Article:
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RGG Iselin, Inc. v. Wunderman

A-6713-02T1 (N.J. Super. App. Div. 2004) (Unpublished)

CONTRACTS; IMPLIED COVENANT; GOOD FAITH AND FAIR DEALING—A party’s performance under a contract may breach the implied covenant of good faith and fair dealing even if no express covenant has been violated; that can happen when one party does something in bad faith that deprives the other of the reasonably expected benefit of the contract.

An employment agency referred a potential employee to a company. The contract between the agency and the hiring company provided that if a referred employee were terminated within ninety days of the start of his employment, the placement agency fee would be refunded. After some financial difficulties, the company fired the employee on the eighty-fifth day of the contract. It then notified the employment agency that it would not pay the placement fee because the employee had been terminated within the ninety-day contractual period. In response, the employment agency brought suit, contending that it provided a service from which the other company profited and that its customer breached the implied covenant of “good faith and fair dealing” by failing to pay for that service.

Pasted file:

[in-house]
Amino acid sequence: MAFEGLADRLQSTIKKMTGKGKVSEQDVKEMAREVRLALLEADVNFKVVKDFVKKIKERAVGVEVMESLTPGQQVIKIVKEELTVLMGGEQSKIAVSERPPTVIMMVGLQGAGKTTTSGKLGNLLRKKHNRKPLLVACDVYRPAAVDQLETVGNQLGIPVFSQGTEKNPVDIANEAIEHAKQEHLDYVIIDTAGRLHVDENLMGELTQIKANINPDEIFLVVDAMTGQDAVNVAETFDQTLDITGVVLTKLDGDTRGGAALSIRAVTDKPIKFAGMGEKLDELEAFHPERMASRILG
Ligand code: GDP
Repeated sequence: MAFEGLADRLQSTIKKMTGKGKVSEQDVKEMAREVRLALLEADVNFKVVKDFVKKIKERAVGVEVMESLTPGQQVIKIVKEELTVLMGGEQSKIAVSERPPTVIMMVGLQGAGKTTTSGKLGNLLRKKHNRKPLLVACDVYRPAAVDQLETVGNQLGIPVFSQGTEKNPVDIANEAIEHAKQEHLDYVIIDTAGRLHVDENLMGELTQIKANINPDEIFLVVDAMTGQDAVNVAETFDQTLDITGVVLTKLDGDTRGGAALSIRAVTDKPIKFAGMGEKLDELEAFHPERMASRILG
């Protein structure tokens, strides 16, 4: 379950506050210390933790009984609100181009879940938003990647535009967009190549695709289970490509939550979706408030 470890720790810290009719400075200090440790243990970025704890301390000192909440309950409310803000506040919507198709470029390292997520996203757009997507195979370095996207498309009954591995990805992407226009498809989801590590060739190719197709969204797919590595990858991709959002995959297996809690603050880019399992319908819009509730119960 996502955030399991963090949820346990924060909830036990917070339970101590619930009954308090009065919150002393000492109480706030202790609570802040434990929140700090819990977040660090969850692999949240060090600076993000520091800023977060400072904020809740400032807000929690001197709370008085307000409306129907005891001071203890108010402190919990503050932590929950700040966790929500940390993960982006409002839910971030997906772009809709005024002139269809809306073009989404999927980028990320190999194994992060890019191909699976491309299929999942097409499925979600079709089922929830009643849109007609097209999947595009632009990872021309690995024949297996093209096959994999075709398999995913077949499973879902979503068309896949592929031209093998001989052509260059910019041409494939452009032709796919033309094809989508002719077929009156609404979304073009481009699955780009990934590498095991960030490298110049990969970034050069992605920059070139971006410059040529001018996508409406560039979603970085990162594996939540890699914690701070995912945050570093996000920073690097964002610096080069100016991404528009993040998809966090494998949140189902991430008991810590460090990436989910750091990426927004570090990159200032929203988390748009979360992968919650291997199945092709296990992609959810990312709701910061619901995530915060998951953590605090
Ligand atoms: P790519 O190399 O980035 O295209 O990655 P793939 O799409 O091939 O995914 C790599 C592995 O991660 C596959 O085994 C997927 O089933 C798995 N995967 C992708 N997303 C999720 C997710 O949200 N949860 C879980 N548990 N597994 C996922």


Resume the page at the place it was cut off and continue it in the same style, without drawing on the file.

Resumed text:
The lower court ruled in favor of the employment agency and awarded it the placement fee. The Appellate Division reversed the judgment, holding that parties can generally fix their own contractual terms and that those terms should be enforced as written. A court may not make a better or more sensible contract for the parties than the one they made for themselves. However, the Court noted that although the “implied covenant of good faith and fair dealing” cannot override an express term in a contract, a party’s performance under a contract may breach the covenant even though that performance does not violate an express term of its contract. The covenant provides that neither party shall do anything that will injure the right of the other party to receive the benefits of the contract.

The hiring company asserted that the contract clearly allowed it to fire the employee within ninety days without a penalty, and the Appellate Division was convinced that the company had a legitimate, good faith business reason for doing so. The hiring company had fallen under financial difficulties and the employee was an imperfect fit to the company.

The Court noted that the result of depriving the employment agency its commission was harsh, but that the situation could have been avoided by a contractual provision drafted to protect the agency in the event of termination. Therefore, because the Court held that the employee was terminated within the ninety-day period for a good faith reason, it reversed the lower court’s decision and held that the employer was not obligated to pay the commission.


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